The increasing frequency of cyberattacks against Mexican financial institutions amid a climate of election interference from cyber intrusions around the world is raising alarm bells in Mexico ahead of Sunday’s presidential vote.
Tensions are high as electronic systems will be used to tally and transmit the results of a paper ballot vote cast by Mexicans on July 5, with even the smallest disruption enough to plant the seed of distrust.
The polarizing election sees Andres Manuel Lopez Obrador, a left-wing politician, as the frontrunner in what could be the first victory for a leftist party in nearly five decades. The presidential candidate has frequently accused his opponents of fraud in keeping him from a winning shot of previous elections. His rivals claim his presidency will throw Mexico’s economy into disarray.
“The outcome of an election almost doesn’t matter” for hackers, said Ron Bushar, vice president of government solutions for cybersecurity firm Mandiant in an interview with Bloomberg. It’s about “calling into question the legitimacy (of the process) or creating a lot of tension between the political parties.”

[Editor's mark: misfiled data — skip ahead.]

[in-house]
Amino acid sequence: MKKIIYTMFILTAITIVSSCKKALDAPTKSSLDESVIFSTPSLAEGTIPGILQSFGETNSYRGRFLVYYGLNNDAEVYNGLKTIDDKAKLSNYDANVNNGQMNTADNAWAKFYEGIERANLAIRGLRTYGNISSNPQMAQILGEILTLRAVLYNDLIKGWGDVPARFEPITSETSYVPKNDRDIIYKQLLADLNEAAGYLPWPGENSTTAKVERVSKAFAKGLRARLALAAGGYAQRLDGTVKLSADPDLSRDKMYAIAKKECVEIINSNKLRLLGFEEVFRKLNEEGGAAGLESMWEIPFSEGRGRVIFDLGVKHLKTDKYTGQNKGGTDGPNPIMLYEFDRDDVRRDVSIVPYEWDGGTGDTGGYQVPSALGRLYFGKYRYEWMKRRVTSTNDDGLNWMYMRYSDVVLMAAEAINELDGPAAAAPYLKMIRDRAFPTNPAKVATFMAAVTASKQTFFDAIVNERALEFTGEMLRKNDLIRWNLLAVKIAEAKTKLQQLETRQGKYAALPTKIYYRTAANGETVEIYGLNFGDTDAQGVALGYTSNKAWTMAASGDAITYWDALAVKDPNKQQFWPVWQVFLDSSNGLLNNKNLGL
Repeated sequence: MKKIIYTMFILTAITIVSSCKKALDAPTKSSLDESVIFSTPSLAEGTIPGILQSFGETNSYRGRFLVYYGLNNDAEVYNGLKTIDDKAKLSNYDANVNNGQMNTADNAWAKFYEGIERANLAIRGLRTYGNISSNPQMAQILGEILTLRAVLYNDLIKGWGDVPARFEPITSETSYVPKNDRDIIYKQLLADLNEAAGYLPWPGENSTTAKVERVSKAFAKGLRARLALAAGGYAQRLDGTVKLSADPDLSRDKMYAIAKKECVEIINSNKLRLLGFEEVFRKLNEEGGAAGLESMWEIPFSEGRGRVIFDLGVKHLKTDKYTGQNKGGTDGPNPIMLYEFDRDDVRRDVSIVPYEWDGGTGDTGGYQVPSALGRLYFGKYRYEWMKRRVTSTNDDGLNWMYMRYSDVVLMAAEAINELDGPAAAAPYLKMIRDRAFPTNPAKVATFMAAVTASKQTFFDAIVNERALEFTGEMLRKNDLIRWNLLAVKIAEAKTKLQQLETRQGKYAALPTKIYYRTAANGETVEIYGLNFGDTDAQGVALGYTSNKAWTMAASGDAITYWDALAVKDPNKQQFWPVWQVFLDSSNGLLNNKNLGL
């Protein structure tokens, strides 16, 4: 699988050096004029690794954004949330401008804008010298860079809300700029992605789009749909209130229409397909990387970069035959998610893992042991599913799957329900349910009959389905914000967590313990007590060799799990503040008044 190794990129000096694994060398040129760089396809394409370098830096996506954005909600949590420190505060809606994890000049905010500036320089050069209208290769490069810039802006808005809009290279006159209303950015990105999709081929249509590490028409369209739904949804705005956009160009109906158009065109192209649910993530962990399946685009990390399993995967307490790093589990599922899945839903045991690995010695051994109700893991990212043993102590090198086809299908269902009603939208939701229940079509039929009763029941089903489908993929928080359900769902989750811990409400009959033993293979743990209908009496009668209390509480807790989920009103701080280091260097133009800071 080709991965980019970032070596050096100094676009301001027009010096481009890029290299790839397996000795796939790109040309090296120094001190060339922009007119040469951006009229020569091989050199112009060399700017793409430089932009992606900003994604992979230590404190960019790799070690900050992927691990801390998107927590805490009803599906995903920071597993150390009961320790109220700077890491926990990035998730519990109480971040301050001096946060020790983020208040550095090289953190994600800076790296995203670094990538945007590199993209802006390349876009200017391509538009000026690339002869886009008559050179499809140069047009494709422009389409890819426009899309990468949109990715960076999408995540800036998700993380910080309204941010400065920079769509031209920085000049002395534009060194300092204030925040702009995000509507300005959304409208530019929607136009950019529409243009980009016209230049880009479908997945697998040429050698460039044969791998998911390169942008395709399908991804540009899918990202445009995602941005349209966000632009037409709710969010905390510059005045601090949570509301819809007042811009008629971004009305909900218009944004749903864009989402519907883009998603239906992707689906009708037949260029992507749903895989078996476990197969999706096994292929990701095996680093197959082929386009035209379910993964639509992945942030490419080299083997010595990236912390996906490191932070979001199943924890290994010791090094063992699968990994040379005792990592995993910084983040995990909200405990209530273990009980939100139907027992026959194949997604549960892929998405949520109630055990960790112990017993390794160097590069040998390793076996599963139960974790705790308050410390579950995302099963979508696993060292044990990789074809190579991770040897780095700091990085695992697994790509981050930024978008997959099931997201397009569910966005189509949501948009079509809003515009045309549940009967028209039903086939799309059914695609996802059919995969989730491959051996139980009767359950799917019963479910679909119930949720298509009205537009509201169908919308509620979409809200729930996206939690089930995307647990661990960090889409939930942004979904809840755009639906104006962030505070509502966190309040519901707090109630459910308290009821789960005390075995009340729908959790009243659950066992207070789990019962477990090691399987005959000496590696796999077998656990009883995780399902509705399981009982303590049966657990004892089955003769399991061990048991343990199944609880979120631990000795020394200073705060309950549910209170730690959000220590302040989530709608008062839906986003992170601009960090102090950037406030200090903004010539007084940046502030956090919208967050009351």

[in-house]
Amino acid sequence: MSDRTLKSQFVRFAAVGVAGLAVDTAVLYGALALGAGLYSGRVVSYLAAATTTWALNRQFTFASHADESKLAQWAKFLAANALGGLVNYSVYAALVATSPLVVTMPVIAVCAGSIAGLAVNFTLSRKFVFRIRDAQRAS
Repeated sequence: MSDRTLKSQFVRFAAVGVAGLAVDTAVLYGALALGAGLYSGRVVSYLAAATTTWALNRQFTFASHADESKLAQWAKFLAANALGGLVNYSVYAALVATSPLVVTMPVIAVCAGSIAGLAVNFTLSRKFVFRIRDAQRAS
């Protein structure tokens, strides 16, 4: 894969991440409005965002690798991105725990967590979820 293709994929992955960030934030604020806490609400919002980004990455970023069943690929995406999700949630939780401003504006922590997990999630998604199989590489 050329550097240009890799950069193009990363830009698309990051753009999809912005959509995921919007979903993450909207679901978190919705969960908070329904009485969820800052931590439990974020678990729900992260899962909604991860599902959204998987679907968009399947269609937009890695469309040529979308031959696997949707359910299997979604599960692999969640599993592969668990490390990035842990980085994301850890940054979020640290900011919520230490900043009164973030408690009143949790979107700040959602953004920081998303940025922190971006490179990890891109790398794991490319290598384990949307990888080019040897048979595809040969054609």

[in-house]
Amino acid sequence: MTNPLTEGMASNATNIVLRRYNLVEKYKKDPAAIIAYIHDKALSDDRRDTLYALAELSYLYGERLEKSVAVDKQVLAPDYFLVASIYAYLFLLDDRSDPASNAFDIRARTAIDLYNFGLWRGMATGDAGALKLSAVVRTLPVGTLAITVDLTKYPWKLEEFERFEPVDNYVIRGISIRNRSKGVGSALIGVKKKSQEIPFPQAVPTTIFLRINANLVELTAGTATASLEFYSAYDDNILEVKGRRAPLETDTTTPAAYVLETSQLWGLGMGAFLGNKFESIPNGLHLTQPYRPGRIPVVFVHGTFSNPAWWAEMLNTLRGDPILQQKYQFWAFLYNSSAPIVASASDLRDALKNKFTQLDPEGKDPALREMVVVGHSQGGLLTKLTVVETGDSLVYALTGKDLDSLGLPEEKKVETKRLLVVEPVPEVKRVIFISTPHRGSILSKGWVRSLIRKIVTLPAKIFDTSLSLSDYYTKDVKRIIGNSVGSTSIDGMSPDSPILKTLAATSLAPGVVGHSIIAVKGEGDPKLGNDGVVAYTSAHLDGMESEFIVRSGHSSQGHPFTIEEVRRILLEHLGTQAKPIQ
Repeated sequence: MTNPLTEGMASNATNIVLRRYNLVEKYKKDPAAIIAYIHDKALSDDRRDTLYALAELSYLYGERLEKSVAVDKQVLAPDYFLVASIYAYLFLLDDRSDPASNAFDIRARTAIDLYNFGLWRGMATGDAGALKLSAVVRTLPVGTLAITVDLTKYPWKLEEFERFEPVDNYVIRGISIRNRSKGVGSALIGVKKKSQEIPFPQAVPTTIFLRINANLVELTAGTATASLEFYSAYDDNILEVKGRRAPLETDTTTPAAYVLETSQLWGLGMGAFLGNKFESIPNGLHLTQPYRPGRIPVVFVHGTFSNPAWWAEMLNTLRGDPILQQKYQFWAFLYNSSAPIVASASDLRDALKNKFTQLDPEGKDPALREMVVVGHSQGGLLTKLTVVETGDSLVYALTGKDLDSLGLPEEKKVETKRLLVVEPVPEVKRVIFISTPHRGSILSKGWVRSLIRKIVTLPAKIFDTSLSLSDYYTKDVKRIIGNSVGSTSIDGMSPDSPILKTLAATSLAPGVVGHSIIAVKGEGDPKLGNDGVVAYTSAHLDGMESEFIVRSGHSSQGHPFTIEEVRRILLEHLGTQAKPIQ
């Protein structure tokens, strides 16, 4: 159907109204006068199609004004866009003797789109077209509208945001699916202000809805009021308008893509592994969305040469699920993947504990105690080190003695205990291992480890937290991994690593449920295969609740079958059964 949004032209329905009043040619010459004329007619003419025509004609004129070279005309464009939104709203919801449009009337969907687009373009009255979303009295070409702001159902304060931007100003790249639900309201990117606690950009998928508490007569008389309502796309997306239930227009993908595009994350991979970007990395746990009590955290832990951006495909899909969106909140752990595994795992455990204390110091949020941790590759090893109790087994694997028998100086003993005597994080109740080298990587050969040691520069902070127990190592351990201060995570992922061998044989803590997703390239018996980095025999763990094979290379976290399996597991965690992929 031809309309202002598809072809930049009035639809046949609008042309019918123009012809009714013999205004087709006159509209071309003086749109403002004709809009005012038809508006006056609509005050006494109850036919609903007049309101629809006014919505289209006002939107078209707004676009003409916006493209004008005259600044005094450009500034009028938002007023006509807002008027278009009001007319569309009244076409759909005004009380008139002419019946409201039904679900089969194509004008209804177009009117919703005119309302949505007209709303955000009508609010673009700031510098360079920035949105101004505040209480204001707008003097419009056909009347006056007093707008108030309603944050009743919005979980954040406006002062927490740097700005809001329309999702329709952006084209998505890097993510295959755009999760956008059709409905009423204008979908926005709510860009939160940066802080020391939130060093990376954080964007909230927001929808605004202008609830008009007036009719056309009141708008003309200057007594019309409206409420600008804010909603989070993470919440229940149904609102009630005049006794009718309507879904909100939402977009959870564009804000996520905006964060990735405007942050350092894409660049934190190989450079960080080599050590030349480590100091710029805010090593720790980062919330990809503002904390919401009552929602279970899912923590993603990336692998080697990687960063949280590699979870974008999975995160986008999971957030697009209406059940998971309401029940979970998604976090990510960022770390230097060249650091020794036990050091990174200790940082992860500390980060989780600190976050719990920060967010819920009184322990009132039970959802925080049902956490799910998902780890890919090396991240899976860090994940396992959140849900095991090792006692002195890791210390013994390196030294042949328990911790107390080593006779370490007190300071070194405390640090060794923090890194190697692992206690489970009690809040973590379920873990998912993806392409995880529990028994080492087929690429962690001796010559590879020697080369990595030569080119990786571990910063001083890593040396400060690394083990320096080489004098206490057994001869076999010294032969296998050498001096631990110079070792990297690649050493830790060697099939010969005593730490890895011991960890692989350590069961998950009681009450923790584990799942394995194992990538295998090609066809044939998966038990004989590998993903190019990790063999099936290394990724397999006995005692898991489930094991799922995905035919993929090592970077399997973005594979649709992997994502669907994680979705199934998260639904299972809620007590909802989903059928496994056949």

There has been a precedent for such concerns. In December, former US National Security Adviser H.R. McMaster pointed to evidence of Russian interference in Mexico’s campaign. ‘An attack’ on a website that was supposed be published by presidential candidate Ricardo Anaya also pointed the finger at Russia.
“Cybersecurity continues to be a potential Achilles heel of Mexico’s electoral process,” added Arturo Sarukhan, a former Mexican ambassador to the U.S.
Further, the hack of state-owned Bancomext bank resulted in a $110 million theft in January. Hackers have also infiltrated five financial institutions to steal at least $15 million in April and May, adding more reasons to cybersecurity fears in the lead-up to the crucial elections.
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